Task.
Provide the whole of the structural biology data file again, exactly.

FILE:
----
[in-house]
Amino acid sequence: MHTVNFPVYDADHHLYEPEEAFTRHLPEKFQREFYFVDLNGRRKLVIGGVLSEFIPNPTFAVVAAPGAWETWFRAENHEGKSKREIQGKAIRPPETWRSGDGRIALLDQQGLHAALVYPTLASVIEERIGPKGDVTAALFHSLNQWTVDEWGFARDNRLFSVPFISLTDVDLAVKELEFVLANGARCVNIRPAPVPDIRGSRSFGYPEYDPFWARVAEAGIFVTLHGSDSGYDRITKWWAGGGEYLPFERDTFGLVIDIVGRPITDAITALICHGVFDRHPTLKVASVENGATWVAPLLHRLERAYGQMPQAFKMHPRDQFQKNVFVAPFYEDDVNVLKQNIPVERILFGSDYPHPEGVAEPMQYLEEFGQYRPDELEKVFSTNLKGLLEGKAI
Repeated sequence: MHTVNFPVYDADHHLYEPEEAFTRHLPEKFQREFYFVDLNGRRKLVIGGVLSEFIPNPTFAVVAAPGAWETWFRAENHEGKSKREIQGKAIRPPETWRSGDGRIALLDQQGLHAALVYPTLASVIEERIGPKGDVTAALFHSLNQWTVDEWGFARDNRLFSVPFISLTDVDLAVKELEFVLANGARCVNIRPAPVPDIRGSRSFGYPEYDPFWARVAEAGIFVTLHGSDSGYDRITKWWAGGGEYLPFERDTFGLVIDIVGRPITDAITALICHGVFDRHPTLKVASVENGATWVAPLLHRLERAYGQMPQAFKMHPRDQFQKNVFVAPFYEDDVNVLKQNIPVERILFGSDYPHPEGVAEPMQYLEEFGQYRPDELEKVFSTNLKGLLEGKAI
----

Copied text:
[in-house]
Amino acid sequence: MHTVNFPVYDADHHLYEPEEAFTRHLPEKFQREFYFVDLNGRRKLVIGGVLSEFIPNPTFAVVAAPGAWETWFRAENHEGKSKREIQGKAIRPPETWRSGDGRIALLDQQGLHAALVYPTLASVIEERIGPKGDVTAALFHSLNQWTVDEWGFARDNRLFSVPFISLTDVDLAVKELEFVLANGARCVNIRPAPVPDIRGSRSFGYPEYDPFWARVAEAGIFVTLHGSDSGYDRITKWWAGGGEYLPFERDTFGLVIDIVGRPITDAITALICHGVFDRHPTLKVASVENGATWVAPLLHRLERAYGQMPQAFKMHPRDQFQKNVFVAPFYEDDVNVLKQNIPVERILFGSDYPHPEGVAEPMQYLEEFGQYRPDELEKVFSTNLKGLLEGKAI
Repeated sequence: MHTVNFPVYDADHHLYEPEEAFTRHLPEKFQREFYFVDLNGRRKLVIGGVLSEFIPNPTFAVVAAPGAWETWFRAENHEGKSKREIQGKAIRPPETWRSGDGRIALLDQQGLHAALVYPTLASVIEERIGPKGDVTAALFHSLNQWTVDEWGFARDNRLFSVPFISLTDVDLAVKELEFVLANGARCVNIRPAPVPDIRGSRSFGYPEYDPFWARVAEAGIFVTLHGSDSGYDRITKWWAGGGEYLPFERDTFGLVIDIVGRPITDAITALICHGVFDRHPTLKVASVENGATWVAPLLHRLERAYGQMPQAFKMHPRDQFQKNVFVAPFYEDDVNVLKQNIPVERILFGSDYPHPEGVAEPMQYLEEFGQYRPDELEKVFSTNLKGLLEGKAI